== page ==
In the past few months, we have spent a great deal of time with worker transition committees. These are labor-management committees formed to help workers who are being downsized.
While the circumstances are unfortunate, the committees provide labor and management the opportunity to work together to help all impacted employees, both labor and management, at a time when they need assistance.
Worker transition committees (which are also called worker adjustment committees) do not find people jobs. They do provide information, training, and support so the employees can make informed decisions about how to find their next job, manage their finances, obtain training, and deal with the emotional stress the layoffs cause for them and their families.
The committees are part of the job retention process. One of the goals of layoff aversion is helping employees who are laid off to make their move to their next job as quickly as possible.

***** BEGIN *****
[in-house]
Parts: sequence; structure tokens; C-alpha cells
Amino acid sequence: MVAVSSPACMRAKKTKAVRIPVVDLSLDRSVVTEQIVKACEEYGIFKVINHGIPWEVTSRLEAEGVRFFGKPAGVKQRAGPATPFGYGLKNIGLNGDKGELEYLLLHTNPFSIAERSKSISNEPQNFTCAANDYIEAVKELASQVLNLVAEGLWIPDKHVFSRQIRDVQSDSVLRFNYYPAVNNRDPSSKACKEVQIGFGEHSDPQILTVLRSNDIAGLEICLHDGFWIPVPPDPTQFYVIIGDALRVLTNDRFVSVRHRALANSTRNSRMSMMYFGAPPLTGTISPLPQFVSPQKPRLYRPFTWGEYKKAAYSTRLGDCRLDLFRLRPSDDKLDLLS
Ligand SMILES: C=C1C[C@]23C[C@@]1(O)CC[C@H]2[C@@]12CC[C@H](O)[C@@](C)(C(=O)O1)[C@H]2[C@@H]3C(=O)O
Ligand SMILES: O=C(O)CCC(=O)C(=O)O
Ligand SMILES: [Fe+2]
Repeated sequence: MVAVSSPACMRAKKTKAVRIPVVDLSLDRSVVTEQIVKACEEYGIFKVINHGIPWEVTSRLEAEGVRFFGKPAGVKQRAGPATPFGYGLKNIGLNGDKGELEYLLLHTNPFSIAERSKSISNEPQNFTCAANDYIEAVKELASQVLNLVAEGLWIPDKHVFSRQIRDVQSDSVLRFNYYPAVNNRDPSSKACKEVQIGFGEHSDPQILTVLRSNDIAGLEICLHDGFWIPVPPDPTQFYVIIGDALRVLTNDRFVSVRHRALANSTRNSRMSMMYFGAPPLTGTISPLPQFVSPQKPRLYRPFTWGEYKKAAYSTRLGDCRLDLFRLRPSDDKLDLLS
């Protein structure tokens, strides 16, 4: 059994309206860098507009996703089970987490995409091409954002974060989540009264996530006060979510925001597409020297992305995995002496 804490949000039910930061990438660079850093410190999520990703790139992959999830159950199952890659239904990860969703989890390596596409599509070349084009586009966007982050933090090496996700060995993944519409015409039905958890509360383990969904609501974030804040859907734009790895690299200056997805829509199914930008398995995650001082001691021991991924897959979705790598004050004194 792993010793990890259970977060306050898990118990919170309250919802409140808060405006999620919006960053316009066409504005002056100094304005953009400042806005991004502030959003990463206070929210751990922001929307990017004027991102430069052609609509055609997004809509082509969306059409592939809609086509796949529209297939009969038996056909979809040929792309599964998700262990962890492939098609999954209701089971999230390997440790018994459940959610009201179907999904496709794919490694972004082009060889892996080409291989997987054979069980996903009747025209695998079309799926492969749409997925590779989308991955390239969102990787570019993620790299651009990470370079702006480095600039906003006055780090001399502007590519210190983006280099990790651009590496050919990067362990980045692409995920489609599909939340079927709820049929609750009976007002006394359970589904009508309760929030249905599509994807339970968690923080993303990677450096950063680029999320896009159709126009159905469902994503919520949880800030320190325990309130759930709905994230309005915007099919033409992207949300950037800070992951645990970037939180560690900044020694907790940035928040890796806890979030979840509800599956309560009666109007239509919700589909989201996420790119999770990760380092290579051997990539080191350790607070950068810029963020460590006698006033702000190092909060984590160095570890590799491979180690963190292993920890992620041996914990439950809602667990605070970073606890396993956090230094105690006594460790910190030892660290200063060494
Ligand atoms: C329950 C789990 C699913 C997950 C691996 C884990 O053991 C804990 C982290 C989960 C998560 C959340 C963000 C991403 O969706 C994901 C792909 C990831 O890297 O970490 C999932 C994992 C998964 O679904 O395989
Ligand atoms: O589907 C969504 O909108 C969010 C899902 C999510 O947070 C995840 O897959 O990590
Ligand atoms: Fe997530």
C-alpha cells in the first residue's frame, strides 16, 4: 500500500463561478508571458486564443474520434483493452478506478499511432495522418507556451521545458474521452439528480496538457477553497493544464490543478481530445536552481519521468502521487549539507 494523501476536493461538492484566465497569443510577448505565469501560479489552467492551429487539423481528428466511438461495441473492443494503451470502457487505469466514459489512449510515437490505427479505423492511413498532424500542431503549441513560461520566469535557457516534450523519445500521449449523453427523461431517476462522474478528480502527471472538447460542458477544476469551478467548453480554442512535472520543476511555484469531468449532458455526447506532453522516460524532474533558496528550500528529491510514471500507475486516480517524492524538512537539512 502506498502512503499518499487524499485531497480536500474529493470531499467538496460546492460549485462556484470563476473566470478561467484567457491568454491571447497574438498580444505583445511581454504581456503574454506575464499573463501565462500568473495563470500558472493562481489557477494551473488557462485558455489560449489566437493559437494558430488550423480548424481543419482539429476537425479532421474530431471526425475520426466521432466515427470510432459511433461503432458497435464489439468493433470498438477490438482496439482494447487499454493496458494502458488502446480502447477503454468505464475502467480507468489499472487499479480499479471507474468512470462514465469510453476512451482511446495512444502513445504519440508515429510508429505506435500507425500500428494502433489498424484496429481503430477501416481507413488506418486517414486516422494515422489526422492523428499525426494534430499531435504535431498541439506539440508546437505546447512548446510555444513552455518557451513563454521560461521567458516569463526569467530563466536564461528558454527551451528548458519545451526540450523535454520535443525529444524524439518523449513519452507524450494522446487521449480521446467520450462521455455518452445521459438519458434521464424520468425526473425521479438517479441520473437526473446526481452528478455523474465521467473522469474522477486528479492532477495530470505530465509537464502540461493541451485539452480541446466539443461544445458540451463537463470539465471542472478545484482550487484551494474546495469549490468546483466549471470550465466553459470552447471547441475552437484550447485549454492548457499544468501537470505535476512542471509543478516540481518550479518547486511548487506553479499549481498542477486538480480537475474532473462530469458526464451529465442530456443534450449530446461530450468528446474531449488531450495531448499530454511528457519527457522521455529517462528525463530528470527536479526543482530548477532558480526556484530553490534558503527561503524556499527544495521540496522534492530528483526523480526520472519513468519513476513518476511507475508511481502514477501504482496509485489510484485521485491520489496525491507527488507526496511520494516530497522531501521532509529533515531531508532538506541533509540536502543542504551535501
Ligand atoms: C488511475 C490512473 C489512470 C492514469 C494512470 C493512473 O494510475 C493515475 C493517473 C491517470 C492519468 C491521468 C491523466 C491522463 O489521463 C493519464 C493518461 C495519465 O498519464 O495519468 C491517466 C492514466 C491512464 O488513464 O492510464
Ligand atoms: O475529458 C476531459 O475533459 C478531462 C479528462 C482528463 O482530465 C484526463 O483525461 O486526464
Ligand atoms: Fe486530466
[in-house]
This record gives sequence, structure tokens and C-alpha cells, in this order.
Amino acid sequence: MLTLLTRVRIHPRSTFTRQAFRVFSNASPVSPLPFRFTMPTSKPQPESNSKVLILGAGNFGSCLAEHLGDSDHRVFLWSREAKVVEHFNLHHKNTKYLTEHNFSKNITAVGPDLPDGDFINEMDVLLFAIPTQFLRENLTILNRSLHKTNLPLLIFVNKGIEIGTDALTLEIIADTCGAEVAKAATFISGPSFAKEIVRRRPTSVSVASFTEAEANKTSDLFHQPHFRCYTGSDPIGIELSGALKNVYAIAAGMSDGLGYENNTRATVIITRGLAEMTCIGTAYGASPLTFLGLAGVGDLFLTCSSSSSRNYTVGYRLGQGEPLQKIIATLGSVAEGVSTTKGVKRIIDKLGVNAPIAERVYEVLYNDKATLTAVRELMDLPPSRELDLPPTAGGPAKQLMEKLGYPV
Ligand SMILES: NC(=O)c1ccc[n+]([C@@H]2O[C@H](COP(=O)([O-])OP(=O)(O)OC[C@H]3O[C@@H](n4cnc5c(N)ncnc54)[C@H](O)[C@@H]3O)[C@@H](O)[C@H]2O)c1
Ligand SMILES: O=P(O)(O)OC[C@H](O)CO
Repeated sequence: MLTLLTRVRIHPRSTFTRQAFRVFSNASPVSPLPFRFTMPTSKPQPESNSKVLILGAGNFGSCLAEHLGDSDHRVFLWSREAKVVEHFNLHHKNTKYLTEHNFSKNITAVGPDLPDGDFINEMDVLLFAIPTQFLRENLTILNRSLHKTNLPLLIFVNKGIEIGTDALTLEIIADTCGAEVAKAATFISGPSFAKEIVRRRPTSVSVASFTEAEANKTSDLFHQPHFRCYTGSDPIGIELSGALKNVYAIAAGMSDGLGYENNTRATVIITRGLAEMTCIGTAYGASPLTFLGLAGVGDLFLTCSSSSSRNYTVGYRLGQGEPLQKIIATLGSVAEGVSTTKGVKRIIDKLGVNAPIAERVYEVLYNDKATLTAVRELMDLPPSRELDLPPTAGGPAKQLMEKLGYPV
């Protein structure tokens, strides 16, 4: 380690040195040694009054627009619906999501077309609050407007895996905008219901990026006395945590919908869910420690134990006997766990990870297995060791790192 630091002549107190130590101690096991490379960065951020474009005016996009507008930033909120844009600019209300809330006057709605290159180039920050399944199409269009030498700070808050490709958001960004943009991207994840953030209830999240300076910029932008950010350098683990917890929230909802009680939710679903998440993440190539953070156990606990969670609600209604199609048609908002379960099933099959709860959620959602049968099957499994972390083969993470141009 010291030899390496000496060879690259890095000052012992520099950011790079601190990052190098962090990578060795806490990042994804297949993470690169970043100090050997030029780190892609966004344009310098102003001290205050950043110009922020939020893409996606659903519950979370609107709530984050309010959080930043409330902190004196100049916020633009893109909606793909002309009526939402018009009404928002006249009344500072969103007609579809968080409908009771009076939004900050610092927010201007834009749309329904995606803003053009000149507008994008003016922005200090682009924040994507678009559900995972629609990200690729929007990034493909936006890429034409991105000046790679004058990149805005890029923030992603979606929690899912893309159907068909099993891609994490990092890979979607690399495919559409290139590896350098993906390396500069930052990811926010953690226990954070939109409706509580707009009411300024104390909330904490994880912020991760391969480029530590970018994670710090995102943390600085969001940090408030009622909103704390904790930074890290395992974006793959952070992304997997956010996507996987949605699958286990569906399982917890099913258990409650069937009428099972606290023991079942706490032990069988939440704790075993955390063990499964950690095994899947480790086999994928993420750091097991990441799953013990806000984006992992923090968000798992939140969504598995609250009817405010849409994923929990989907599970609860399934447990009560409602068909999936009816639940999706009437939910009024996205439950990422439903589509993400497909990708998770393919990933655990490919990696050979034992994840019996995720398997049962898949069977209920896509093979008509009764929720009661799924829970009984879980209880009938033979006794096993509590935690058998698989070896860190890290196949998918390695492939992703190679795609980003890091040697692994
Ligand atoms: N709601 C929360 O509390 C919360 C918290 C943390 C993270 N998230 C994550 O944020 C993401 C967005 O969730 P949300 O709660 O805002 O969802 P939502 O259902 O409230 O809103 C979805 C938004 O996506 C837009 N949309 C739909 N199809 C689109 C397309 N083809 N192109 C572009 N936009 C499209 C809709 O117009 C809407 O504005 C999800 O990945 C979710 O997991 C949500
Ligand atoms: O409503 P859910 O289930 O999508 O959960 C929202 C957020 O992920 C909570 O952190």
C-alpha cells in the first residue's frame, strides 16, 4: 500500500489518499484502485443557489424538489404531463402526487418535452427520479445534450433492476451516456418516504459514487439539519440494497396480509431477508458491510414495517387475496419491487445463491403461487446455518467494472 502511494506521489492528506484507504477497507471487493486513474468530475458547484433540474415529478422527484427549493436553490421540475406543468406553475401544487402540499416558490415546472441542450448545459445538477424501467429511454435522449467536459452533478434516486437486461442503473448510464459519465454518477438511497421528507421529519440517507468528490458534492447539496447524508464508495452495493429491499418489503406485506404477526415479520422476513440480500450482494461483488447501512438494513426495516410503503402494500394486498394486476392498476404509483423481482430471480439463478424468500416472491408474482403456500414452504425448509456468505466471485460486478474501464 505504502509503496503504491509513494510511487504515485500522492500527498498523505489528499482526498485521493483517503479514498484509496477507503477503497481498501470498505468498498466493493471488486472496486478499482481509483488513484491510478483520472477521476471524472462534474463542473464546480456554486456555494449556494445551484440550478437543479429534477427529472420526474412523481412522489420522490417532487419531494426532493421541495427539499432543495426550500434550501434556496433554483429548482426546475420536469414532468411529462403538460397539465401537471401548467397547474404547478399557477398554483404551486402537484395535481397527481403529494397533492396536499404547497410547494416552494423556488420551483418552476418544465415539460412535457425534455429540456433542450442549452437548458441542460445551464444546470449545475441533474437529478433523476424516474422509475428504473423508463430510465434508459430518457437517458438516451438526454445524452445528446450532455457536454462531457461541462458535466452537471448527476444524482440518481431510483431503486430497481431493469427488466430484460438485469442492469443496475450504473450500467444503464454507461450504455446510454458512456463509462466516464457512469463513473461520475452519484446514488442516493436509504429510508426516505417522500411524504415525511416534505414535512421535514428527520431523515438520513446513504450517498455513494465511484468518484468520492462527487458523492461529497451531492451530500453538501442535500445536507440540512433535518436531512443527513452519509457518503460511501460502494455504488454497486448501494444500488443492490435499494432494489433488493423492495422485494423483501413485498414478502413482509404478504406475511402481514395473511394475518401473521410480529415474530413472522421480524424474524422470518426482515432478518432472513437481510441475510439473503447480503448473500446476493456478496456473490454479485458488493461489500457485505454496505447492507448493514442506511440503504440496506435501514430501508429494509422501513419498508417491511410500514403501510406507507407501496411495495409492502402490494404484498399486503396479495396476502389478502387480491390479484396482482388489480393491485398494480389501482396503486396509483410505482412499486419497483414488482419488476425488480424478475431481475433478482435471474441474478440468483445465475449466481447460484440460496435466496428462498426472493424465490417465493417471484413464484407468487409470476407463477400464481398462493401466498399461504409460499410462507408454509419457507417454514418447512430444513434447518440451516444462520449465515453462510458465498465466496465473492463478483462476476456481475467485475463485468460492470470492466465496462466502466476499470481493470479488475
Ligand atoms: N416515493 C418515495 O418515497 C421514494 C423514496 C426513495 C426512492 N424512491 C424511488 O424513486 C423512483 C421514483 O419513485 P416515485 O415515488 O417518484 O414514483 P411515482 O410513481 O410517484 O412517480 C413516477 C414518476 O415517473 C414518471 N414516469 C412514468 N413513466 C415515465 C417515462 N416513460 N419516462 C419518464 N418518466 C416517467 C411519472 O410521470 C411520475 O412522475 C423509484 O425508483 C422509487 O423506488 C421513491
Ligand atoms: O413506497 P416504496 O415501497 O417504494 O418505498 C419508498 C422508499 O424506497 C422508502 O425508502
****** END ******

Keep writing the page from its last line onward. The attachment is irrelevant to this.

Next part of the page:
The need to get people back to work was driven home by data released last week by the Department of Labor. While the official jobless rate dropped by 0.1% to 9%, the true unemployment rate reached 23% (http://tinyurl.com/887p556). This value includes those who are marginally employed (working part-time because they cannot find full time employment), as well as those who have been out of work long enough to exhaust all benefits.
CALMC believes that by working together, labor and management can do great things. They can help find ways to keep organizations strong and avoid the need for layoffs. However, when downsizing becomes necessary, labor and management need to work as a team to help.
Very simply put, transition committees are the right thing to do. The circumstances are unfortunate for everyone, but neither labor nor management should ignore the opportunity to help.
Next week, we’ll take another look at worker transition committees.